A wheel chair pulled up in front of a kiosk designed for accessibility.

Kiosks can be designed to be accessible to everyone. Screens and keyboards being place within reach of a wheel chair is one example, as showed in this picture by Kiosk Marketplace.

Members of WeCo’s staff team attended the US Access Board Town Hall at the University of Minnesota in St. Paul, Minnesota on May 9, 2017. The meeting gave us the opportunity to learn more about the Board’s immediate priorities. Among those that touch digital accessibility were public self-service kiosks and a long-awaited Americans with Disabilities digital accessibility guidance.

Public Self-Service Kiosk Accessibility Moves to the Forefront Public kiosks may include: airport check-in, financial ATM and retail self check-out kiosks, most of which are dependent upon touch screens. The US Department of Transportation started down this path in 2013 by amending its rules which require US and foreign airlines to make their kiosks more accessible over a period of time. However, pressure from advocacy groups and individuals living with disabilities, are stepping up the call to action.

Public kiosks have been on the radar of other nations for sometime (Australia and Canada.) It was good to hear that this will also become a priority in the US with a renewed focus by the Access Board.

Accessibility concerns for public self-service kiosks: Based upon what WeCo staff and Testers tell us, their difficulties for accessibility stem from the following.

  1. For Non-Visual Users: Not being able to see what is on a touch screen or keypad regarding where/when to press it for the desired outcome, makes public kiosks almost impossible for blind users to access. While Braille and raised print can help with the keypad, the touch screen is another challenge. For low-vision users, low color contrast and small text size can make it difficult to read what’s on the screen or keypad.
  2. For Users with Mobility Challenges: A combination of issues exist such as not being able to reach the kiosk; forward and side reach needs to be possible for people in wheel chairs and walkers. Keep in mind that devices, and people, come in many different sizes. Also, when buttons are small or sensitive, selecting items on a touch screen or keypad can be difficult when you have limited fine motor function.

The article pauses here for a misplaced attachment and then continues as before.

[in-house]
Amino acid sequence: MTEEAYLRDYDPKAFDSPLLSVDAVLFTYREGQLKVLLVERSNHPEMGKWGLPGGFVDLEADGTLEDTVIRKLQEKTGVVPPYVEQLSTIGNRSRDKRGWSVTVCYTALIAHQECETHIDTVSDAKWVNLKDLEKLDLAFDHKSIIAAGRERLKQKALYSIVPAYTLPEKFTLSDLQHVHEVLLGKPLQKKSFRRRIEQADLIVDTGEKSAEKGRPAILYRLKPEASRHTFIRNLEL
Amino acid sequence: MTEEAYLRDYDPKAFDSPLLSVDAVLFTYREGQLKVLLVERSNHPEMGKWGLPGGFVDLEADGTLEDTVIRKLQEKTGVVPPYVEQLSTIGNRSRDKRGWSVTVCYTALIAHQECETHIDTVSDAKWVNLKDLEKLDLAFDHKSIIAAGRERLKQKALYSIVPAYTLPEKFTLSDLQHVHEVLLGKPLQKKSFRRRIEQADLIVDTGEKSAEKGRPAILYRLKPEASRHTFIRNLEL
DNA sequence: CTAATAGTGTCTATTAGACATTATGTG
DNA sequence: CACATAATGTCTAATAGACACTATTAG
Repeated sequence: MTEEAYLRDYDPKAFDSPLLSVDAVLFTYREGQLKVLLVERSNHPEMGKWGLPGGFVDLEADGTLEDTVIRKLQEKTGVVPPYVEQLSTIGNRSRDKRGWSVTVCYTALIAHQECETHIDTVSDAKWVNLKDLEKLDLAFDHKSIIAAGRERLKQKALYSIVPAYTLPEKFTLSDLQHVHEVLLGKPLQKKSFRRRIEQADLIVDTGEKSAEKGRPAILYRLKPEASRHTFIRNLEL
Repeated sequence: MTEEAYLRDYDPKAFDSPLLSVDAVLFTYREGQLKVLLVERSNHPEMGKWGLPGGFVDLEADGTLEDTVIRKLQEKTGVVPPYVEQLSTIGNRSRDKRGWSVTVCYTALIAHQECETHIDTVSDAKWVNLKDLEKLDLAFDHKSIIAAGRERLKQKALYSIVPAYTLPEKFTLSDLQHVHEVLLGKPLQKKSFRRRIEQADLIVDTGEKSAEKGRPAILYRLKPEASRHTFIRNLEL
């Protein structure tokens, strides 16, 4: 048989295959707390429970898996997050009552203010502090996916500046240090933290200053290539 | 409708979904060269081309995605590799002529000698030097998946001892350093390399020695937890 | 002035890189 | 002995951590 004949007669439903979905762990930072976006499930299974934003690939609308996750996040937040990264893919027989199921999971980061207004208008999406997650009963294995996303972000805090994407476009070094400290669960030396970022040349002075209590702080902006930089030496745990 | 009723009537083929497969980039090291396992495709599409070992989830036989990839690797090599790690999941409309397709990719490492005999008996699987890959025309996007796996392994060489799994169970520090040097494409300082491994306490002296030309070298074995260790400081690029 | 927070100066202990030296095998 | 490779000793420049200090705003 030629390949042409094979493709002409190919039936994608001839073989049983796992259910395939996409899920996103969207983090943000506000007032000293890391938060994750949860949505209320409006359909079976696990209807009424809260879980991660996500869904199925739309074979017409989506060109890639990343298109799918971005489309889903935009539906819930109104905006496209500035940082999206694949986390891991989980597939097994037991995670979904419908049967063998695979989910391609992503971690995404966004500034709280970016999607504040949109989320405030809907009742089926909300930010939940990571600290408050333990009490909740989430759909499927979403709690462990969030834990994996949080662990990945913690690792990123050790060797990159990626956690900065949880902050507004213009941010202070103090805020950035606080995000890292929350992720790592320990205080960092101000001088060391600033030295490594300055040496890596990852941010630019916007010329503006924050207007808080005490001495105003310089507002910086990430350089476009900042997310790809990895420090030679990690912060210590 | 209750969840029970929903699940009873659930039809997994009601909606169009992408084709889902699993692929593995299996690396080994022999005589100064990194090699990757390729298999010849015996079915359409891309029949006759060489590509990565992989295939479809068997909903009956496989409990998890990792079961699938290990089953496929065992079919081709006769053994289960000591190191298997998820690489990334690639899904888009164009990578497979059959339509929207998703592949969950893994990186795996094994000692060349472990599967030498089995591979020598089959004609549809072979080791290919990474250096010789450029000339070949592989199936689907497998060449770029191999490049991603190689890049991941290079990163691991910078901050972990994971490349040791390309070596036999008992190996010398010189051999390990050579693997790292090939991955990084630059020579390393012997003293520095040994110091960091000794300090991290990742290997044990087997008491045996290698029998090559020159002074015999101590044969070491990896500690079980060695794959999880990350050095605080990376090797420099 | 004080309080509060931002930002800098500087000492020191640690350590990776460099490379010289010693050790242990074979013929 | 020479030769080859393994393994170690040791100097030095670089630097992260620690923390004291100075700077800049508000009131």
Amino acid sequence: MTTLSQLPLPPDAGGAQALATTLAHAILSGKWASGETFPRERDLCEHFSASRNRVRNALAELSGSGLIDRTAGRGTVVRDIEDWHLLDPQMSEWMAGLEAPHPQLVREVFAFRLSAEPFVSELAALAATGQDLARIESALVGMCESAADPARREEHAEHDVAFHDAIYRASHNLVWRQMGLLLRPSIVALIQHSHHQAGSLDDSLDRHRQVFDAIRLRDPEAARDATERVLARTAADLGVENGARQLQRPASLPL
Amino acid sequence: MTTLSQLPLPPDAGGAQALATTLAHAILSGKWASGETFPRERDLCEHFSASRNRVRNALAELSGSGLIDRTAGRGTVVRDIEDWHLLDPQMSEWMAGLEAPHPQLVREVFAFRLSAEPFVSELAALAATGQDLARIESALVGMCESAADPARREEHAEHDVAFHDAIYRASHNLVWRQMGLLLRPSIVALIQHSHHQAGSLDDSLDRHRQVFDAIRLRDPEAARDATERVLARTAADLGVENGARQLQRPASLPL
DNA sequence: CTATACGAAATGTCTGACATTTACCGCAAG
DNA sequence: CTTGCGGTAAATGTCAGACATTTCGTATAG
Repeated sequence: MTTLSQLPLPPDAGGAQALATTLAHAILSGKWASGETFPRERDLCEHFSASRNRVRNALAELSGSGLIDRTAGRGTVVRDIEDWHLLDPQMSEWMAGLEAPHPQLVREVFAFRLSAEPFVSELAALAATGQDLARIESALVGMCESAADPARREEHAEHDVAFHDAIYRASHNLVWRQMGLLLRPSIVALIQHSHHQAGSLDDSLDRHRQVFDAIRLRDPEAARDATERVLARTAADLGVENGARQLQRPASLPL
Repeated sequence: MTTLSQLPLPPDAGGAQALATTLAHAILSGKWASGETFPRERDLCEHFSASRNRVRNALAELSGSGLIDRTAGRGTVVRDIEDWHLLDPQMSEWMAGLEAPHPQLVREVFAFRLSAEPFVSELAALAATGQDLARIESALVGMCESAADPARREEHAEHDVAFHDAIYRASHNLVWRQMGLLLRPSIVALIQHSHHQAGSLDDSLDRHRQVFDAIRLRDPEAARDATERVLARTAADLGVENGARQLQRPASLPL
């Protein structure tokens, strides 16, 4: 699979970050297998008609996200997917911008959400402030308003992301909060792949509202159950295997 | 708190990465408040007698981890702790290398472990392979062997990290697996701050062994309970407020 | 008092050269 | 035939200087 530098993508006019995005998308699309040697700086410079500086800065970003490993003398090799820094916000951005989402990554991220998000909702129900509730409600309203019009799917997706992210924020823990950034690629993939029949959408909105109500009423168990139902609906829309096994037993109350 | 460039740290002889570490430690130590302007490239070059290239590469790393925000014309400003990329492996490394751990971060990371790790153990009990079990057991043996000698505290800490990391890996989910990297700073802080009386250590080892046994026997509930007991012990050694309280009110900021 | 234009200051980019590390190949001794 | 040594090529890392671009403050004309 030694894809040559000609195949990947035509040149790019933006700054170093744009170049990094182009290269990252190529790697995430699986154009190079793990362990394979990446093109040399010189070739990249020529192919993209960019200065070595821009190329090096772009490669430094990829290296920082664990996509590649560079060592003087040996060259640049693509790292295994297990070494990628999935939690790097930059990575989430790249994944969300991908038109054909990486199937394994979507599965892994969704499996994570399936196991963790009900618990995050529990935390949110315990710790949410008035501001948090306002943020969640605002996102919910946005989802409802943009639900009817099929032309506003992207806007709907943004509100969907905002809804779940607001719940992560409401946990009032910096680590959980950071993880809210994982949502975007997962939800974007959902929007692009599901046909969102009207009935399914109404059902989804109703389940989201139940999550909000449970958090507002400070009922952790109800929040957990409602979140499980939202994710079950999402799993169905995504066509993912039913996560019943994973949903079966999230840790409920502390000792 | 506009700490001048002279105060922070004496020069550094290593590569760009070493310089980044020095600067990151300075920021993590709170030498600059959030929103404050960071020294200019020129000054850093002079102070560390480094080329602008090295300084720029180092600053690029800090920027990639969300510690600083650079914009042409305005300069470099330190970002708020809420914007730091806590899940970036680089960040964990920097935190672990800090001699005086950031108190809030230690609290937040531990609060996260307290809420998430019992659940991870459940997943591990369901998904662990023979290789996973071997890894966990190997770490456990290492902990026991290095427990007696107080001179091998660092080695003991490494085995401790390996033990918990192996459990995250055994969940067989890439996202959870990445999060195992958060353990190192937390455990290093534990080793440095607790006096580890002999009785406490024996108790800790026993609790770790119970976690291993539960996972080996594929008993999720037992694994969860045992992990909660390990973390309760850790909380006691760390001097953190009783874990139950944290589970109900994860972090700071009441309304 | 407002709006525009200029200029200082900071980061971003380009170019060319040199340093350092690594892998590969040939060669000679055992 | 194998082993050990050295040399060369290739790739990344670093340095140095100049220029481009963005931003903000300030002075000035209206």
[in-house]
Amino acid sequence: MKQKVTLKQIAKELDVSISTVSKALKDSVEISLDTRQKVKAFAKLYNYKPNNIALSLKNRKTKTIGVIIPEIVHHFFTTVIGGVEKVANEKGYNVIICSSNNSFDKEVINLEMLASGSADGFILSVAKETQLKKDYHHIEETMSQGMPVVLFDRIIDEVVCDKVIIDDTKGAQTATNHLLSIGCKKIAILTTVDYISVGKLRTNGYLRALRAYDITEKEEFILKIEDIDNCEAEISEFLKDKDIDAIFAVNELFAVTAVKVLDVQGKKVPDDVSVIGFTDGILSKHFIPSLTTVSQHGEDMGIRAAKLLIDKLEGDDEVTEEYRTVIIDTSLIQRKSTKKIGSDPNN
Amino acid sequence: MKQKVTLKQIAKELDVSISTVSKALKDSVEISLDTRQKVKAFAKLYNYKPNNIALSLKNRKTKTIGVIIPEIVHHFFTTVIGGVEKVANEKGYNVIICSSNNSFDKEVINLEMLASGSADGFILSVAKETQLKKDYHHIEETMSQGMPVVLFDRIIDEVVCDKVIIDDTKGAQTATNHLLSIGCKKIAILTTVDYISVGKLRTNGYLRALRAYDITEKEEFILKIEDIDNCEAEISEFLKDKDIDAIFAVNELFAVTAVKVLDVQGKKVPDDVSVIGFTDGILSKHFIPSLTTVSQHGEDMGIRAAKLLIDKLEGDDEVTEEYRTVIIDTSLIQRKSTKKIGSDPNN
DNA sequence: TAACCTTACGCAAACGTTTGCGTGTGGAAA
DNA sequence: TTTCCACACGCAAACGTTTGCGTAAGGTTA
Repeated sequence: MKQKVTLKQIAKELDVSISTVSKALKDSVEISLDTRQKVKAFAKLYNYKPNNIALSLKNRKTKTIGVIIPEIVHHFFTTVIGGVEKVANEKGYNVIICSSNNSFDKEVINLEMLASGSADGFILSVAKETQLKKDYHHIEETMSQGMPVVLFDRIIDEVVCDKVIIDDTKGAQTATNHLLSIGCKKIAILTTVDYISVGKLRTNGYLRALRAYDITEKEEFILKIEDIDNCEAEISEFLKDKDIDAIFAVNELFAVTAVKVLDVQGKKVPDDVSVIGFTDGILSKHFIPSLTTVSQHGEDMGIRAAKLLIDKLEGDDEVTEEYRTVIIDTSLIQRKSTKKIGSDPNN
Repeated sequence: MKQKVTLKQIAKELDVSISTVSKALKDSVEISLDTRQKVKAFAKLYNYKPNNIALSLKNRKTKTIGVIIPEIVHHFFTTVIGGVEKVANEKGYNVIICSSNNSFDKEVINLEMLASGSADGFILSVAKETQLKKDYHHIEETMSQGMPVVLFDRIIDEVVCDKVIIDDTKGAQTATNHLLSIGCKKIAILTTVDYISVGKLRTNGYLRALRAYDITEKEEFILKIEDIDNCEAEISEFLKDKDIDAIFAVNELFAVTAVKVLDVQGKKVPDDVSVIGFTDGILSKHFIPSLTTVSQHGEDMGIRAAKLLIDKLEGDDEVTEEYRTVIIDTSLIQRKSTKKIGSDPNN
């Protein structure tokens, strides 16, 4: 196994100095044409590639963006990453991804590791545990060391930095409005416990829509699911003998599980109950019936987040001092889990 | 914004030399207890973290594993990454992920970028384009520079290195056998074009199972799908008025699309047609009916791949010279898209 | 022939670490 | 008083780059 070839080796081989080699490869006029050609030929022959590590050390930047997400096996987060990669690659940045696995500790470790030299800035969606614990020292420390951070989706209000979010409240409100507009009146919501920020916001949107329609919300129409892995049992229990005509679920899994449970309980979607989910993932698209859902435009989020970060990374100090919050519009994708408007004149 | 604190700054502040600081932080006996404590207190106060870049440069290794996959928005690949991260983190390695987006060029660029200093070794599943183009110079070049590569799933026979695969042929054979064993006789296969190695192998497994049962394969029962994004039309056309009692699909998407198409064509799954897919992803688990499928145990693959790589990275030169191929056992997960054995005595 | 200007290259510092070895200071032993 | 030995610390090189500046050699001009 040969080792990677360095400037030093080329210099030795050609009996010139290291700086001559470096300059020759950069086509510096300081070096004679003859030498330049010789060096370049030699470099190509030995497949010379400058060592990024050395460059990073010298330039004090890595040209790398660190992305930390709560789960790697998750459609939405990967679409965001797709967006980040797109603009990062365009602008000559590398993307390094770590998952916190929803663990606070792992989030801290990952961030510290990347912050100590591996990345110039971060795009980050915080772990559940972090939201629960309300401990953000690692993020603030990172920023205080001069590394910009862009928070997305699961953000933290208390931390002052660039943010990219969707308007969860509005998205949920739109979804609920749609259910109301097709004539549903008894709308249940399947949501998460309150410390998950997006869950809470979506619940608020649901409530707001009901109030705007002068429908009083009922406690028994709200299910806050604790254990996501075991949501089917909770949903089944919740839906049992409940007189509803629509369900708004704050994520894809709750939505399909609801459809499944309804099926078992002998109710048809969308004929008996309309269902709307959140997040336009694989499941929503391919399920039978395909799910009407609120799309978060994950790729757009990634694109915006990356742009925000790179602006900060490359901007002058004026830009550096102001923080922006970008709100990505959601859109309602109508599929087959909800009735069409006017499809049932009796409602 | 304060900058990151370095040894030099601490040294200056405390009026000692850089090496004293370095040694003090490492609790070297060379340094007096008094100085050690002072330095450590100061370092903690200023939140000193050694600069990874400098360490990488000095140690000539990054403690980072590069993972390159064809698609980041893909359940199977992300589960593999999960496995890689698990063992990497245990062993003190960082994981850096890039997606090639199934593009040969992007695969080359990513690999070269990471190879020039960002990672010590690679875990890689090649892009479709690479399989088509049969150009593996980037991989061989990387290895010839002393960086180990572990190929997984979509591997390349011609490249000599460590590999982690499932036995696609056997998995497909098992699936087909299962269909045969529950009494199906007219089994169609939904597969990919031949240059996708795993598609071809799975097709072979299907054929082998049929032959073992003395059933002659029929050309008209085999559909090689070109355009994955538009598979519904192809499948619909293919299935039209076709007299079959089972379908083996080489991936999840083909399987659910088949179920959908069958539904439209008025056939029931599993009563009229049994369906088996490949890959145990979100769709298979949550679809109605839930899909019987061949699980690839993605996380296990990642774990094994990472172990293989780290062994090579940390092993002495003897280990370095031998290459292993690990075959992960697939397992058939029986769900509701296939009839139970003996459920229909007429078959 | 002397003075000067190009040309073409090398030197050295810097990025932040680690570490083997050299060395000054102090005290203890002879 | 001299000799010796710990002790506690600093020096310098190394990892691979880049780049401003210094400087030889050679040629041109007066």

3. For Users with Hearing Challenges: Anytime sound equates access there is a problem. Kiosks that depend upon audio cues such as spoken commands and “chimes” will be difficult to access.
  4. For Users with Cognitive Challenges: If kiosk use isn’t easy to grasp there could be problems. This may occur if the text used to guide the user through a process, or to offer them choices, isn’t clear or is too wordy or confusing.

New Americans with Disabilities Act (ADA) Digital Accessibility Guidance? After years of discussion, and a push by advocacy groups to have the ADA define digital accessibility prior to the departure of the Obama administration from the White House last year, we felt certain we would see a new rule released early in 2017. However, nothing seemed to be happening.

Waiting with baited breath to hear what the US Access Board would tell us about this, we were pretty stunned to hear no mention of dates or goals for a new rule. What we did hear was:

  • Acknowledgement of the “vague” nature of digital guidance from the ADA for websites and software.
  • Advice that we “look to WCAG 2.0” for guidance.

We promise to keep our ears to the ground and let you know when we know more. Until that time, the Accessibility Specialists at WeCo will keep focusing on Section 508, WCAG 2.0 and our own additional WeCo Standards to guide clients to real life accessibility for their clients and members of the public who also live with disabilities.